You may feel ready to fight. I do too. That being said, I plan to fight the battles that lay themselves at my feet, instead of actively seeking them. I don’t say this to denounce protesting. I am a strong believer in our right to protest, and seeing the coverage of the peaceful protest in Los Angeles last Saturday on Wilshire truly filled my heart with pride for my amazing home and birthplace. I will say, that as I lay in bed early Wednesday morning after the election, I quietly sobbed and wished for nothing more than to be home in Long Beach, on my couch, with my family.

I want to first encourage those of you who are grieving over the newly elected candidates to first, take care of yourselves, which is why I mention to choose these battles thoughtfully. We are all each individual people first, and it has been easy to get lost in the swarm of angry posts flooding our respective news-feeds; to drown in disgust and frustration. Secondly, I need you all to acknowledge the role that different types of news and media have played to heighten divisiveness this election season. Each of us would benefit to step away from our phones and computer screens, to self-reflect, and come up with a list of personal priorities for the work ahead. But self-love and self-care first, because you have value as a leader or change-maker in your community. On the days immediately following Tuesday’s election, I could not bear to look and read the frustrations coming from social media accounts—news coverage about a woman in a hijab being doused with gasoline; or the viral video of children in school chanting “Build That Wall!” to their brown or black classmates in a school cafeteria; or the post about a 10-year-old girl being grabbed by her vagina by a classmate. I could not bear to look, so I shut off my phone and went on with my week because work and class were calling. And I guess that is a privilege too.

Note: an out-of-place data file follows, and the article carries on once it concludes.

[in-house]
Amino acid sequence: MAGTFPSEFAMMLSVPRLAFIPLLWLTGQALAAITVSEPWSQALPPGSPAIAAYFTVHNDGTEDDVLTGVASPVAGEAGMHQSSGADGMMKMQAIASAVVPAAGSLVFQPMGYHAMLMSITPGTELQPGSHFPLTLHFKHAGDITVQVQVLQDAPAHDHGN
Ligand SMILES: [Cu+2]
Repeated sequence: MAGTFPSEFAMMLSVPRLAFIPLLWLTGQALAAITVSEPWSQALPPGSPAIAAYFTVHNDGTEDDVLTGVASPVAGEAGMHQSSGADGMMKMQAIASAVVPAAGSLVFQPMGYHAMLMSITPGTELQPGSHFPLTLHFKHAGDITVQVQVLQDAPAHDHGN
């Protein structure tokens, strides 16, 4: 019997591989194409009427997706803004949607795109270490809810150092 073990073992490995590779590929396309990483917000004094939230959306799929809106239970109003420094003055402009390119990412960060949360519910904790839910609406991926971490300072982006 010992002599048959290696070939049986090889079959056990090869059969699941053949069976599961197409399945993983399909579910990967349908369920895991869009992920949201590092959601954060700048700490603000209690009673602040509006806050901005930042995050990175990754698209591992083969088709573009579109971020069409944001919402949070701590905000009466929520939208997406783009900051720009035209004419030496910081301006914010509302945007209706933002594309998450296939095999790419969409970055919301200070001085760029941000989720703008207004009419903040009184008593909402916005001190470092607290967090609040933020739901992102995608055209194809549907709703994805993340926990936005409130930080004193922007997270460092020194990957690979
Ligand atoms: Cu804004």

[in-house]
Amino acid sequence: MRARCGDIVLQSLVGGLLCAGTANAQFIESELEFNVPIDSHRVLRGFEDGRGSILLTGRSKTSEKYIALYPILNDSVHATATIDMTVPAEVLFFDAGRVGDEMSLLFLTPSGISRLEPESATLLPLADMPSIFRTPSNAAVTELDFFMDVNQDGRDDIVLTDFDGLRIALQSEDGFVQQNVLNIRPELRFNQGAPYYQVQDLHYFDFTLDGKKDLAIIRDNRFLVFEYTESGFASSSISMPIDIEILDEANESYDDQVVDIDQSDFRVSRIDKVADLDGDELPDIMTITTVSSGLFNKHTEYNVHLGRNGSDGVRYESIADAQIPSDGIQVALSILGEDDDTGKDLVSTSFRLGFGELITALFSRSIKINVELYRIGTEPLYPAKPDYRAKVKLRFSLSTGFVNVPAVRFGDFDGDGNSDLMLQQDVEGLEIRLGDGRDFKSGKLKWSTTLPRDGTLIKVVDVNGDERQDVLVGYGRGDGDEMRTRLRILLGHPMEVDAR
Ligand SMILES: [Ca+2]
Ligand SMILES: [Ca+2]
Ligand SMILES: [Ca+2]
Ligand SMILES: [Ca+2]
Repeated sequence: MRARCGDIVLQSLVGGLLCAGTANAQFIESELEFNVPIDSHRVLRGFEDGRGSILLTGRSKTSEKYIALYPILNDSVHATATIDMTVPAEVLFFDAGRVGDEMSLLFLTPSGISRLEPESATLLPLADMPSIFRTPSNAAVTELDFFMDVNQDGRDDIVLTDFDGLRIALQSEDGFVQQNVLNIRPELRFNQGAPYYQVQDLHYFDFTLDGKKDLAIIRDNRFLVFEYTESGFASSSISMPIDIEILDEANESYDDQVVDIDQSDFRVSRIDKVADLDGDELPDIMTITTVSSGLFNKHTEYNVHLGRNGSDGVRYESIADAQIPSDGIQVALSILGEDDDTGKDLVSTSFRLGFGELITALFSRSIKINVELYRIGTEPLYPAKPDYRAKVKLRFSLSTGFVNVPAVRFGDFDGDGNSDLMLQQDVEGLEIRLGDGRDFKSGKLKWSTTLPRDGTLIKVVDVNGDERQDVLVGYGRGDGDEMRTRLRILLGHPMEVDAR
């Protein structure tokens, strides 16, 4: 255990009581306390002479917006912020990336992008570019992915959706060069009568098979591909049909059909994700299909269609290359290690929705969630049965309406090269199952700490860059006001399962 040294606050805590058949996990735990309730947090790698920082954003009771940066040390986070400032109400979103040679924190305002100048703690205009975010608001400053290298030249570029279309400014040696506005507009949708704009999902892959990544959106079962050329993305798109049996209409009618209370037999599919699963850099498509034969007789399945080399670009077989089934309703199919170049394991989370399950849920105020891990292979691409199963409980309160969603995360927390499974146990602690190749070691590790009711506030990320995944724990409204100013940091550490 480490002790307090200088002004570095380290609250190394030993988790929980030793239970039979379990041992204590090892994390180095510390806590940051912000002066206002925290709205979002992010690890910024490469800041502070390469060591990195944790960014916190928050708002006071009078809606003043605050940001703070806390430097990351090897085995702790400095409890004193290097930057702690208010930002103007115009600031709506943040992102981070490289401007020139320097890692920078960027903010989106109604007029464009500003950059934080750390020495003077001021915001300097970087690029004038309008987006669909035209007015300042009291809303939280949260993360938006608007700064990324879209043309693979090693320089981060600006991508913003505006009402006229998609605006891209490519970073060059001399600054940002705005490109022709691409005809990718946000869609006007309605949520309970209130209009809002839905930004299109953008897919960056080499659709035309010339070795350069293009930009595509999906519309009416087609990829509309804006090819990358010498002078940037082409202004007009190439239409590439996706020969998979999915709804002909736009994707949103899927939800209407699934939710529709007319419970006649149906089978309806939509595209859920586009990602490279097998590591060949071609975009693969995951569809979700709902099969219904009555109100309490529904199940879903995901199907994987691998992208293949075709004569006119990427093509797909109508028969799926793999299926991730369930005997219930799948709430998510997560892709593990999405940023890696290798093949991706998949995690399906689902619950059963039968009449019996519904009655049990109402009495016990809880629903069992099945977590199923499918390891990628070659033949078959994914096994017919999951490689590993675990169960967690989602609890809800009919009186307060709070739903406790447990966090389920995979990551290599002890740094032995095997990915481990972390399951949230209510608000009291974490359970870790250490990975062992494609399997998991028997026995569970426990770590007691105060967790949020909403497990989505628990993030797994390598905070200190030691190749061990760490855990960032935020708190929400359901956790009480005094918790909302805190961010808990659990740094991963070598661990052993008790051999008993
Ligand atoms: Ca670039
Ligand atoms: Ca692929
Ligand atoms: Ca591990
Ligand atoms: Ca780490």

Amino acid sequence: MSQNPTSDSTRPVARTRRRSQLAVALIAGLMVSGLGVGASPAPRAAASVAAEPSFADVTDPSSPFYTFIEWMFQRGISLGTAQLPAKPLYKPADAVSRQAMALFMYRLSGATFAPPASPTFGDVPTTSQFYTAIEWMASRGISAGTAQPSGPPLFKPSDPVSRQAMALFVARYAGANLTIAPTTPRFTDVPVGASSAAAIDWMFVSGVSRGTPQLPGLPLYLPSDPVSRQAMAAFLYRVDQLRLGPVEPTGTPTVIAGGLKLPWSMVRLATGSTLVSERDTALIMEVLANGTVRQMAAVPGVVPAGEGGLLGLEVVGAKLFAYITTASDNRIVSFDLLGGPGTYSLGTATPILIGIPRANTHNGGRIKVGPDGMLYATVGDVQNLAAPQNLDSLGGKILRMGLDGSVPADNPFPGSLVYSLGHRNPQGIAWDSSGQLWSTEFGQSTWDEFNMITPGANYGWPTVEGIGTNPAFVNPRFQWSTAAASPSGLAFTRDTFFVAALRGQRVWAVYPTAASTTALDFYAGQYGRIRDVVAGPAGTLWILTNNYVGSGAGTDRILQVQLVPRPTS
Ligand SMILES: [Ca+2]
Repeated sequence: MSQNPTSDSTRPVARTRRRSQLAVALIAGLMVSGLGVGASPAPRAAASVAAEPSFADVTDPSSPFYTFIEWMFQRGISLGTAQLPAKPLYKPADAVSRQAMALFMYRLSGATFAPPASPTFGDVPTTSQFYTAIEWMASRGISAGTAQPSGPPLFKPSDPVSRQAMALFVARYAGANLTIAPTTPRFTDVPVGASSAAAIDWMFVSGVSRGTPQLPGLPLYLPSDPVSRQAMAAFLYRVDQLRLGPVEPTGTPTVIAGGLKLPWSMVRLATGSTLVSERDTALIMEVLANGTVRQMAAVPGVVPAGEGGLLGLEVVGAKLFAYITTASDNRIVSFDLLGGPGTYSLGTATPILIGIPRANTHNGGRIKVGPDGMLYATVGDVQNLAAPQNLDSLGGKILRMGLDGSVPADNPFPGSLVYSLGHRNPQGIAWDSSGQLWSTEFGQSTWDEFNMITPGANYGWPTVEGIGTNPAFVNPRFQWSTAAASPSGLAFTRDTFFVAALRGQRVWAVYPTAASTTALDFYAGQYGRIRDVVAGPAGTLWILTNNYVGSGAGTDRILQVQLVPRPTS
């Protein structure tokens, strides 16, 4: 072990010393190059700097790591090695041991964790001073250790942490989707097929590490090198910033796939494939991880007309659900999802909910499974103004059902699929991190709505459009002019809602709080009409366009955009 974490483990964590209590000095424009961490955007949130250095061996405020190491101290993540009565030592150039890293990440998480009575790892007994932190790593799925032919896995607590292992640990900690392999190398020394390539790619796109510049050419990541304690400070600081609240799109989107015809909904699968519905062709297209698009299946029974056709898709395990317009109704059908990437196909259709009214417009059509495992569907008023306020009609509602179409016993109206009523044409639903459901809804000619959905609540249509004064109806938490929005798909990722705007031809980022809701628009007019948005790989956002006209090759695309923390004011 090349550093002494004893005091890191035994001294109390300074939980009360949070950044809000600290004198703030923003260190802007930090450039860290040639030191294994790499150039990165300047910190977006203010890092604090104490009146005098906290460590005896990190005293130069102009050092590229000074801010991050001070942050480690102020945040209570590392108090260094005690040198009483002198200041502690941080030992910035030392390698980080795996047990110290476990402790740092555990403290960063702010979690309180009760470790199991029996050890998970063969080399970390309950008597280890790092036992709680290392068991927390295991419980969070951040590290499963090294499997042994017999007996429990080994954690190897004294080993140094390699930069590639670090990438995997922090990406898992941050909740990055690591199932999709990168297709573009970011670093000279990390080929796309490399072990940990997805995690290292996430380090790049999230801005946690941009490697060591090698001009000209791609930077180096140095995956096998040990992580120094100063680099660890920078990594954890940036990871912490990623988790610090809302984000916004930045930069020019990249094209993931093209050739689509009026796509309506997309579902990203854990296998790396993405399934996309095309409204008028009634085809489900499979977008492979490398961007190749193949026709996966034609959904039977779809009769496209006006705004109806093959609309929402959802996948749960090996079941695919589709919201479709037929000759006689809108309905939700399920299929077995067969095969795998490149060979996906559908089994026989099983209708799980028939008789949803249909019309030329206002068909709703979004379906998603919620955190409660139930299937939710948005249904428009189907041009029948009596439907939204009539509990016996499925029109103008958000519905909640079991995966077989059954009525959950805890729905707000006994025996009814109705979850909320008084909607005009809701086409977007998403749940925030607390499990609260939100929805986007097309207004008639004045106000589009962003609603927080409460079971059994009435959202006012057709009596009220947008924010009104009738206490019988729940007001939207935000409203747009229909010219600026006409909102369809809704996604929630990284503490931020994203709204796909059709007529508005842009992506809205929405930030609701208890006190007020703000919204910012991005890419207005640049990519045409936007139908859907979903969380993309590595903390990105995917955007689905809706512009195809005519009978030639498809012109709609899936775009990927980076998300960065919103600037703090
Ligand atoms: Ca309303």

I will say, though, we should not feel ashamed of our privileges, and instead, use them as leverage in understanding how to be useful for others who do not have the same. This said, I want to take the time to address the people who are telling their Facebook friends to “stop complaining” or “quit crying” or saying that “protesting is pointless.” I respect different political views, and if you voted for a third party, I do not condemn you. We live in America, and the beauty of that is we each have the freedom to take part in our political process however way we choose. With that being said, you urging people to stop complaining about the election results adds just as much nonsense that has come out of this mess of an election season. You truly show your ignorance and basic lack of understanding for other Americans’ daily struggles and life struggles. You are more concerned with being heard over your friends, that you instead choose to discredit the thousands of traumatizing and even physically violent hate crimes that have spiked across our country in the last two weeks. You have no idea what others go through, even when they scream it at the top of their lungs. Take the time to acknowledge the privileges you are afforded in your community and in our general society—and share it with your buddies because most of you who are saying these things are rich, white males (and I’ll say it, hysterically all former water polo players). Yeah.